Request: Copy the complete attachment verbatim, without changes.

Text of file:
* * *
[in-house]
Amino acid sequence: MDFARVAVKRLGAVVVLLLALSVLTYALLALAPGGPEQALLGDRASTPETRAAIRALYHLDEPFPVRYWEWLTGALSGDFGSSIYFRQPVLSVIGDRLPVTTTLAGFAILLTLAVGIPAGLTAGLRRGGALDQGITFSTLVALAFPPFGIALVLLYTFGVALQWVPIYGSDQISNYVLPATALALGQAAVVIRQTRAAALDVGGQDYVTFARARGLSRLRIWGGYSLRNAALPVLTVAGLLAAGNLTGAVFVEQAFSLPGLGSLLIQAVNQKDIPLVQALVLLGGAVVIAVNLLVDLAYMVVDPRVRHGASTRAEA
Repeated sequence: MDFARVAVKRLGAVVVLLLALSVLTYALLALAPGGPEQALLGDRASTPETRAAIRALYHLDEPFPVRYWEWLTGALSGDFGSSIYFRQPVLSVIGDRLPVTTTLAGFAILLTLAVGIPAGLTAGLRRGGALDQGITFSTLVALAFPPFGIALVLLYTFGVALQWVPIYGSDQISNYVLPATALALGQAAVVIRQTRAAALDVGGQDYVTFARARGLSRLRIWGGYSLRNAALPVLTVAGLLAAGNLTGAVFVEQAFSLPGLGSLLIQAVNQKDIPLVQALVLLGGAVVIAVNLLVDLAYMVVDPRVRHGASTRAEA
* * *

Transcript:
[in-house]
Amino acid sequence: MDFARVAVKRLGAVVVLLLALSVLTYALLALAPGGPEQALLGDRASTPETRAAIRALYHLDEPFPVRYWEWLTGALSGDFGSSIYFRQPVLSVIGDRLPVTTTLAGFAILLTLAVGIPAGLTAGLRRGGALDQGITFSTLVALAFPPFGIALVLLYTFGVALQWVPIYGSDQISNYVLPATALALGQAAVVIRQTRAAALDVGGQDYVTFARARGLSRLRIWGGYSLRNAALPVLTVAGLLAAGNLTGAVFVEQAFSLPGLGSLLIQAVNQKDIPLVQALVLLGGAVVIAVNLLVDLAYMVVDPRVRHGASTRAEA
Repeated sequence: MDFARVAVKRLGAVVVLLLALSVLTYALLALAPGGPEQALLGDRASTPETRAAIRALYHLDEPFPVRYWEWLTGALSGDFGSSIYFRQPVLSVIGDRLPVTTTLAGFAILLTLAVGIPAGLTAGLRRGGALDQGITFSTLVALAFPPFGIALVLLYTFGVALQWVPIYGSDQISNYVLPATALALGQAAVVIRQTRAAALDVGGQDYVTFARARGLSRLRIWGGYSLRNAALPVLTVAGLLAAGNLTGAVFVEQAFSLPGLGSLLIQAVNQKDIPLVQALVLLGGAVVIAVNLLVDLAYMVVDPRVRHGASTRAEA